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New Educational Vision and Direction Announced for Organization


New Educational Vision and Direction Announced For Organization

Pittsburgh, February 11--Citing a new vision and direction for WQED’s five decades of work in education, Chief Operating Officer Deborah Acklin today announced that Jennifer Ernisse Stancil, currently the executive director of the Girls, Math & Science Partnership in Pittsburgh, has been chosen to lead the station’s educational efforts.

“Jen leaves an enormous footprint of energy, expertise and creativity everywhere she goes. Her work in expanding interest in science, technology, engineering and math (STEM) in teenage girls is known and respected globally,” Acklin said. “WQED is ready to launch new initiatives in education to young people in our region and we know that multimedia plays a major new role in education.”

In the past several years, WQED maximized its multimedia distribution by upgrading to high-definition, multicasting and adopting more online communications such as programming blogs, streaming audio and video on demand and engaging heavily in social media communications.

In its 56-year history, WQED has forged new directions in education through award-winning programs and services. Most recently, the Education Department produced the Emmy Award-winning “Teens OnQ,” a statewide workforce education program under the direction of Karen Farmer White and supported in part by the Department of Education. Other such acclaimed programs and services throughout the years included “Where In The World Is Carmen Sandiego?” and the development of the National Media Outreach Center, a community-television-education partnership.

“Imagine today’s youth and tomorrow’s economy,” Stancil said. “According to a recent Kaiser Family Foundation report, young people are exposed to more than 7.5 hours of media and, if they are multitasking between TV, computers, games and audio, that number goes to up to almost 11 hours daily.” Stancil added that we can “transform what and how kids learn inside and outside of school with creativity and clarity about how we can best use educational media to equip our kids for their future.”

As an innovator in education, Stancil served as executive director of the Girls, Math & Science Partnership, since the program was transferred from
Family Communications, Inc. to the Carnegie Science Center in late 2005. The project uses radio, an interactive website and an on-site summer camp--among other initiatives--to encourage girls ages 11-17 to develop their interest and engagement in STEM careers. Educators nationally are engaged through webinars and professional development about new methods and curricula to level the playing field for girls in science.

Stancil developed GirlTalk Radio, a podcast series in its second season, which features 20 girls and eight cutting-edge science mentors. The show has been distributed worldwide and garnered more than one million impressions. Downloads from both seasons of the show feature women in science and technology jobs--from CIA agent to marine biologist.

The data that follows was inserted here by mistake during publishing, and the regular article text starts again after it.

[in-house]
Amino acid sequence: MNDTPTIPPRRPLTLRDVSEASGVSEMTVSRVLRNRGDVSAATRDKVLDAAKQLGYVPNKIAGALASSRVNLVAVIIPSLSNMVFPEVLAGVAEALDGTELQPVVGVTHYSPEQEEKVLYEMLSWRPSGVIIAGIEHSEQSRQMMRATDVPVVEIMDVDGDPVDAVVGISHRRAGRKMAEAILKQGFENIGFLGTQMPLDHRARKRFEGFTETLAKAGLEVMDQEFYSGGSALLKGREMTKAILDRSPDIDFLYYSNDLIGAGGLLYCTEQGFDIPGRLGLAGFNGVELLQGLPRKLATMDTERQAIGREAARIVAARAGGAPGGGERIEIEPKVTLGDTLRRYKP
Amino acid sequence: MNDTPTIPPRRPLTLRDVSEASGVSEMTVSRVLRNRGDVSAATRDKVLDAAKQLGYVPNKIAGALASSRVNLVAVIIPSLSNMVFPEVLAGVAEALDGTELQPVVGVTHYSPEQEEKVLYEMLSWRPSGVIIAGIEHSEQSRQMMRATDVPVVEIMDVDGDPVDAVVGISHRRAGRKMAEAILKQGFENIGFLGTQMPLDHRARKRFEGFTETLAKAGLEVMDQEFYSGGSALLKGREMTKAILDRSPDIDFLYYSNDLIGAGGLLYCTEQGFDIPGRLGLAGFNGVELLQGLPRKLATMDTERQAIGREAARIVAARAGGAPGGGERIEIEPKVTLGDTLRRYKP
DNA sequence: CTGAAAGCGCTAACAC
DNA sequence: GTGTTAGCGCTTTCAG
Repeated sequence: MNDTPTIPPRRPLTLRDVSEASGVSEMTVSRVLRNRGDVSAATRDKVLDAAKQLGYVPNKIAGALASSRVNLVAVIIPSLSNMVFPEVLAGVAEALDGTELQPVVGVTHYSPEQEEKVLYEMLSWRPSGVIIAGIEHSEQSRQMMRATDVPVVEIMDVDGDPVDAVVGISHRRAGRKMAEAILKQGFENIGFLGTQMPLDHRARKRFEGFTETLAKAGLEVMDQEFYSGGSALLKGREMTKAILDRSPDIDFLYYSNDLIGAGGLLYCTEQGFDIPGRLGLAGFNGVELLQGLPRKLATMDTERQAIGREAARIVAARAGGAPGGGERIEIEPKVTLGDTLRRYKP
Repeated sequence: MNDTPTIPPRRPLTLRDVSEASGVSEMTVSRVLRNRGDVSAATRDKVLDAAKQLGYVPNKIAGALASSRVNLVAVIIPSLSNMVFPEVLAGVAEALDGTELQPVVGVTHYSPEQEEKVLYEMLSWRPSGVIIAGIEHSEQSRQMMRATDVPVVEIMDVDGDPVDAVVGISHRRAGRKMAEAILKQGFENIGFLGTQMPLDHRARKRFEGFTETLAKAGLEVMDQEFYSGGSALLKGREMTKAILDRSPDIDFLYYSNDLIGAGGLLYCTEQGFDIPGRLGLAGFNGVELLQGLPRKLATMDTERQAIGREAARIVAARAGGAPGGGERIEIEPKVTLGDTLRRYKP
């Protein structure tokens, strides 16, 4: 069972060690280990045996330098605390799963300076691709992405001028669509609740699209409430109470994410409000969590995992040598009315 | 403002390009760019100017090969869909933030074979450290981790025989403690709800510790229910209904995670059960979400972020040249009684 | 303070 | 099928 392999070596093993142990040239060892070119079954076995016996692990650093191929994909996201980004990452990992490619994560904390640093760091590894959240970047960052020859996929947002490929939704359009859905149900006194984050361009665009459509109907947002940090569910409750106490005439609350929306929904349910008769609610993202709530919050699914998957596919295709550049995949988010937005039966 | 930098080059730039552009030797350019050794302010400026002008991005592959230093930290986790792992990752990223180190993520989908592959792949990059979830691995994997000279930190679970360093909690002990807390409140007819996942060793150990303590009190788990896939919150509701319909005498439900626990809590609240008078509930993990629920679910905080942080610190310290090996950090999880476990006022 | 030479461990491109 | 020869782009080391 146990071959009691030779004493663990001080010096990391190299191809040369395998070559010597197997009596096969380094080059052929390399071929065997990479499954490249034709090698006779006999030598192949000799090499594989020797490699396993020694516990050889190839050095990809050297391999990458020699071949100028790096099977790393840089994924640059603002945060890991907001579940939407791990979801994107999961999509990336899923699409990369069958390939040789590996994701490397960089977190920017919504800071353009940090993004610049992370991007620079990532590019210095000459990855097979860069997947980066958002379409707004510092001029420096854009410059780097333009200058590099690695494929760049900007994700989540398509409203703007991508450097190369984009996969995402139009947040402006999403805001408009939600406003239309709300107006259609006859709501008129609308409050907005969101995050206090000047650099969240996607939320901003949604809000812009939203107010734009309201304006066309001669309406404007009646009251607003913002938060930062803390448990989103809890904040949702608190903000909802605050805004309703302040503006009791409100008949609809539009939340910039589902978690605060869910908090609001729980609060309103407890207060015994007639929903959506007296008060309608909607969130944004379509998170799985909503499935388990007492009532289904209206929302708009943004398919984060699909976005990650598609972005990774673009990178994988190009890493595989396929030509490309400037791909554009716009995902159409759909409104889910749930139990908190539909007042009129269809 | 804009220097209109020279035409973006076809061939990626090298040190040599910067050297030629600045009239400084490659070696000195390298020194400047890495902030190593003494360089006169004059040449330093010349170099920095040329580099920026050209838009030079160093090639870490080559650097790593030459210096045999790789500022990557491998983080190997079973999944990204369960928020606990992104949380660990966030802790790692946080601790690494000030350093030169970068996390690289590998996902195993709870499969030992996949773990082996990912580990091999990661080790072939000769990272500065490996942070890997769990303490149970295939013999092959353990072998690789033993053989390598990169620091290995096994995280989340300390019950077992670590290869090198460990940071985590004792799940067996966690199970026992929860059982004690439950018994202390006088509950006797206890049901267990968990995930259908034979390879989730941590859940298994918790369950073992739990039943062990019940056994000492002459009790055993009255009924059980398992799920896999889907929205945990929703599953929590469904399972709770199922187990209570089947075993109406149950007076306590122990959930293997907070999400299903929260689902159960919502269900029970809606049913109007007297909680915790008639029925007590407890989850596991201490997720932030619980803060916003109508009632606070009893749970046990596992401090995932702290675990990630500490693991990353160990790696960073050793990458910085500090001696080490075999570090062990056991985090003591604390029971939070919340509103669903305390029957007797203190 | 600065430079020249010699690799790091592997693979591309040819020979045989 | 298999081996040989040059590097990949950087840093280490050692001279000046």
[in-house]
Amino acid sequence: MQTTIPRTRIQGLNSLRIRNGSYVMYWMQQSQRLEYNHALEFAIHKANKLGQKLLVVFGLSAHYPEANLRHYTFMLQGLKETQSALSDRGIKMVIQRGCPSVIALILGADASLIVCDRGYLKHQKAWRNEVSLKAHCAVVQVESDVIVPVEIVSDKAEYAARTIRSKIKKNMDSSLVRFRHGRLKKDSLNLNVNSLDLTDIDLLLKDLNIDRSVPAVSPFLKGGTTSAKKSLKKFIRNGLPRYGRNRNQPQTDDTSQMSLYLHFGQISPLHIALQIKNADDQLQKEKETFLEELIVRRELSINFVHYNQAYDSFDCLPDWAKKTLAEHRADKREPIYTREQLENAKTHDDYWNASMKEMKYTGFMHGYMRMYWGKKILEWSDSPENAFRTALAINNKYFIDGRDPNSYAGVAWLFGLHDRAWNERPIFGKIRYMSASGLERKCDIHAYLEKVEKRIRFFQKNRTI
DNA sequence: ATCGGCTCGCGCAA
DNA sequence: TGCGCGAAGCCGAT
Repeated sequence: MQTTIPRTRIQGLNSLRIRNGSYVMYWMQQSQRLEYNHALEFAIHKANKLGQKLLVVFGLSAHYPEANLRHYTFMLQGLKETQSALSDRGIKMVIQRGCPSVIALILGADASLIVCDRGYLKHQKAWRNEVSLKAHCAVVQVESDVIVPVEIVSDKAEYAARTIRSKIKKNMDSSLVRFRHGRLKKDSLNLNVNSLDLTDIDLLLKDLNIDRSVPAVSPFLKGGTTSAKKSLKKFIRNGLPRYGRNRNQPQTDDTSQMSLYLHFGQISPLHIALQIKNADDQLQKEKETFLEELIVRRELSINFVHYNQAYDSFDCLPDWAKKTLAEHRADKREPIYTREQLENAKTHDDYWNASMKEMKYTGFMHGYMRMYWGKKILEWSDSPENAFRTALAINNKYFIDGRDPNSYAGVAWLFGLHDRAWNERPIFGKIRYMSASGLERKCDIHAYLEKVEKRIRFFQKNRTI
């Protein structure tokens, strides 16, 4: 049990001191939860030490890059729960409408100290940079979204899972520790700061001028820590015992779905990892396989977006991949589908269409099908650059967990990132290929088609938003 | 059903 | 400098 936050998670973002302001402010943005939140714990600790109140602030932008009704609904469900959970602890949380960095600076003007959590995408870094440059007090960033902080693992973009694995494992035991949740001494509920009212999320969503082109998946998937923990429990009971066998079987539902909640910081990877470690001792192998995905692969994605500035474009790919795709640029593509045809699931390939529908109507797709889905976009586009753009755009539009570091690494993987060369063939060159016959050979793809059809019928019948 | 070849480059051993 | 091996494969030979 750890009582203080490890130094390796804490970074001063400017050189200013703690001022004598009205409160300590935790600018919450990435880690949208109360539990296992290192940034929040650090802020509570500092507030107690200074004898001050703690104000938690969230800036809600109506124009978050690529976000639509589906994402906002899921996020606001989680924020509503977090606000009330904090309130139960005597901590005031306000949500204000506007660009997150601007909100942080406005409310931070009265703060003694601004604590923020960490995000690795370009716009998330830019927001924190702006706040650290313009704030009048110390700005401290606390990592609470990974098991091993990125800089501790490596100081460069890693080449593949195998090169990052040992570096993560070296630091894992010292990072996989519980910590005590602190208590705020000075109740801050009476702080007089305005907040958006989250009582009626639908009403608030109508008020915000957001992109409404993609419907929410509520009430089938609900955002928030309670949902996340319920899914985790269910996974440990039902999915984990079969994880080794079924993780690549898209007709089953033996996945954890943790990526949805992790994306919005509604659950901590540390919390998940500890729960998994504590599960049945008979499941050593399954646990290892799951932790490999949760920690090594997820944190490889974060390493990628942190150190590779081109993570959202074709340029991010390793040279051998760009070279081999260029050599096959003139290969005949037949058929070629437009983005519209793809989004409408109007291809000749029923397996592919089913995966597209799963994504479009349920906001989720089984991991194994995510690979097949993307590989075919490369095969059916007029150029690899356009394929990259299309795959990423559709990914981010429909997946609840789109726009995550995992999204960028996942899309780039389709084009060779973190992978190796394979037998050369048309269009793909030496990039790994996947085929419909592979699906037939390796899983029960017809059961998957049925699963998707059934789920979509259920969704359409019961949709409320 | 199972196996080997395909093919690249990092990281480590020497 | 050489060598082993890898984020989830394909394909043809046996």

The organization’s website—known as Braincake.org—has experienced exponential growth in four years, boasting more than 13-thousand members in 66 countries and receiving more than 12.5 million hits last year. In 2009, BrainCake.org received the museum community’s highest award for visitor experience with the Roy L. Shafer Leading Edge Award. It was the first website ever to receive such an honor.

An honors graduate of the University of Nebraska-Lincoln with a Bachelors Degree in Biological Science—and work completed toward a Masters in Animal Behavior--Stancil is the co-author of a position paper on informal science education for the National Science Teachers Association. Before coming to Pittsburgh, she served as education director of McWane Science Center in Birmingham, Ala. and at Exploris in Raleigh, NC, a facility now known as Marbles Children's Museum. She also has worked as a creativity and strategic planning consultant to elite corporations such as Palm, Inc.

A sought-after speaker and author of dozens of publications and white papers, Stancil has traveled the world making presentations on such topics as creativity, educational strategy, program development, and best practices in science education and gender equity. Most recently, she served in that capacity for the Association of Science Technology Centers Conference and the Girl Scouts USA National STEM (Science,Technology, Engineering and Math) Conference.

This past December, she was invited to a small meeting of key stakeholders, government officials and policymakers for the White House’s National Council on Women and Girls, sponsored by the Obama Administration. Currently, Stancil is an Advisor to the National Girls Collaborative Project, SciGirls TV, the Pittsburgh Public Schools new SciTech Academy, and the Girls Coalition of Southwestern Pennsylvania.

Stancil has been honored with many awards, among them the Junior League of Pittsburgh’s Emerging Leader, a prestigious award given by the League to only five leaders for their “commitment to building better communities for women and girls” and she was the recipient of a “40 Under 40” honor by Pittsburgh Magazine.

“Over the years, WQED has made a major impact in the field of education,” Acklin concluded. “It is time for new ideas, fresh partnerships and a vision for educational service. We are confident that Jen Stancil will help lead us to a new transformation in public service media and education.”

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WQED Pittsburgh
4802 Fifth Avenue
Pittsburgh, PA 15213


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